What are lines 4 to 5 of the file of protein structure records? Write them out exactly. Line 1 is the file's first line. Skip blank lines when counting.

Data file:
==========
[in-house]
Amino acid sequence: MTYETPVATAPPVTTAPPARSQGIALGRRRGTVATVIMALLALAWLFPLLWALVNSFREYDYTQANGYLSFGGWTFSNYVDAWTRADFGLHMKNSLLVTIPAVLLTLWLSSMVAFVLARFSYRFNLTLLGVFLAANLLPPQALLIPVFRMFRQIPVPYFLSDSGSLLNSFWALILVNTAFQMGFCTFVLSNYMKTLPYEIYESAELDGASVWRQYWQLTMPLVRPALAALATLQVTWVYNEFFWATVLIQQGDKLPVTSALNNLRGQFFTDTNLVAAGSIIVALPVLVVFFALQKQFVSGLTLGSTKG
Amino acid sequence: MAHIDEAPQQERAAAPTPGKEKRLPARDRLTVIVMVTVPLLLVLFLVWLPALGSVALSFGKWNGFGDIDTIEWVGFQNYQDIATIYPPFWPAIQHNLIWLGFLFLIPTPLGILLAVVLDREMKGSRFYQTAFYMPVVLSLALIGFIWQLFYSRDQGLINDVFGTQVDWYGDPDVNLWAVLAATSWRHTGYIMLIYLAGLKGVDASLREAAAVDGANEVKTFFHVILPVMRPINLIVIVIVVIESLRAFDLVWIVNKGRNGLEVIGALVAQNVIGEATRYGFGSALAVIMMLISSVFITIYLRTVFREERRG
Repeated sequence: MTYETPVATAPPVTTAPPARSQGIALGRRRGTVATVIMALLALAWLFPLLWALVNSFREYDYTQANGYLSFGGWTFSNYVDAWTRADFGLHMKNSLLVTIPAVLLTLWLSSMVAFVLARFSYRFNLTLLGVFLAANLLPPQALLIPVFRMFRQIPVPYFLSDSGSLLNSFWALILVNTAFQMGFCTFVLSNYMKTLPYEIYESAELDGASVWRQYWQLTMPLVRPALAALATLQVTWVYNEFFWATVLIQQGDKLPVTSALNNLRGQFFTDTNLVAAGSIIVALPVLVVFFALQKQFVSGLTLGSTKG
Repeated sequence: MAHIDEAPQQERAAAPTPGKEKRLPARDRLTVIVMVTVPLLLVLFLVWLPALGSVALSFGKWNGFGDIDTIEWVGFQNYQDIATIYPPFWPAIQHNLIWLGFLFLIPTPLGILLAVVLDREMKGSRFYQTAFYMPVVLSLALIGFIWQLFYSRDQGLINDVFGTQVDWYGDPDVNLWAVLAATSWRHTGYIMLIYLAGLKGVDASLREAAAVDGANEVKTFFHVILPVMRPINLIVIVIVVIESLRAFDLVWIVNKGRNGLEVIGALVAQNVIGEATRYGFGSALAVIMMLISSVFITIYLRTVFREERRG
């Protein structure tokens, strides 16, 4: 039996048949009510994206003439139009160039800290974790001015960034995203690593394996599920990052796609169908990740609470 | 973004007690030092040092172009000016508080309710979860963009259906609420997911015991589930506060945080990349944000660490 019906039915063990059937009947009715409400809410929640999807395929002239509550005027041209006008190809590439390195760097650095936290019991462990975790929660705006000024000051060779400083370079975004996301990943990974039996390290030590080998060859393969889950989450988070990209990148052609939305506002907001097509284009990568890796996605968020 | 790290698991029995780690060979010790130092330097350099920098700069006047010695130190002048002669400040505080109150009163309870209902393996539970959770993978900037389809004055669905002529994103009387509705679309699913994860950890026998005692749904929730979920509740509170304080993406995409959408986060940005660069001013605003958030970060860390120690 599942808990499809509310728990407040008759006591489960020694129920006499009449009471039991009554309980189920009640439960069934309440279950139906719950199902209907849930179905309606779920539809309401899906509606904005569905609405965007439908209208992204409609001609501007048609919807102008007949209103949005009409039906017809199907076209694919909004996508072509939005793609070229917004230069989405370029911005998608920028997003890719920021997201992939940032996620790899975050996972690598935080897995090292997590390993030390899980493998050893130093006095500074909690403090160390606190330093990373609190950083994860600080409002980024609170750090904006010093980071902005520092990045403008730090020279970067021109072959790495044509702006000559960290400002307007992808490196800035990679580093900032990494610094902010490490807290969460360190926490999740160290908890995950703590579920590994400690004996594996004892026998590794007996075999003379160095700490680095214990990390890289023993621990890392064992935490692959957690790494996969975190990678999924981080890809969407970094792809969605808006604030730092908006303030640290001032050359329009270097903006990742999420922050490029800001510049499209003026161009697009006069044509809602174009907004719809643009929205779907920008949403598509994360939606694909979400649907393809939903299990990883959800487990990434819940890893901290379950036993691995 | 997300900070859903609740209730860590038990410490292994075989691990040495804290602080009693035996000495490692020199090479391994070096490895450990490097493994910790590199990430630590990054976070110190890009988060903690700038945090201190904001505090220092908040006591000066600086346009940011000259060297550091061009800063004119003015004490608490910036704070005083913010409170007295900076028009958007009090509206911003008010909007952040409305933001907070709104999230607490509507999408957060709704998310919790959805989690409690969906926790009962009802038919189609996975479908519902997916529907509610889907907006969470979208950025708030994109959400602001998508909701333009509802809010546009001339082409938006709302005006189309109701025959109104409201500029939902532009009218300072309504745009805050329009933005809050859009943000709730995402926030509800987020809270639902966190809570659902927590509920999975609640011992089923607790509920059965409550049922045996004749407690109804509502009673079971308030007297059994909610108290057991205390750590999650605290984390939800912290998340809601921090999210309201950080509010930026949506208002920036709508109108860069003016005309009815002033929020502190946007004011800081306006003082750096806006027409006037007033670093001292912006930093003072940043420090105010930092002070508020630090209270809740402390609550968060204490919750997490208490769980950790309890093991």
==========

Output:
Repeated sequence: MTYETPVATAPPVTTAPPARSQGIALGRRRGTVATVIMALLALAWLFPLLWALVNSFREYDYTQANGYLSFGGWTFSNYVDAWTRADFGLHMKNSLLVTIPAVLLTLWLSSMVAFVLARFSYRFNLTLLGVFLAANLLPPQALLIPVFRMFRQIPVPYFLSDSGSLLNSFWALILVNTAFQMGFCTFVLSNYMKTLPYEIYESAELDGASVWRQYWQLTMPLVRPALAALATLQVTWVYNEFFWATVLIQQGDKLPVTSALNNLRGQFFTDTNLVAAGSIIVALPVLVVFFALQKQFVSGLTLGSTKG
Repeated sequence: MAHIDEAPQQERAAAPTPGKEKRLPARDRLTVIVMVTVPLLLVLFLVWLPALGSVALSFGKWNGFGDIDTIEWVGFQNYQDIATIYPPFWPAIQHNLIWLGFLFLIPTPLGILLAVVLDREMKGSRFYQTAFYMPVVLSLALIGFIWQLFYSRDQGLINDVFGTQVDWYGDPDVNLWAVLAATSWRHTGYIMLIYLAGLKGVDASLREAAAVDGANEVKTFFHVILPVMRPINLIVIVIVVIESLRAFDLVWIVNKGRNGLEVIGALVAQNVIGEATRYGFGSALAVIMMLISSVFITIYLRTVFREERRG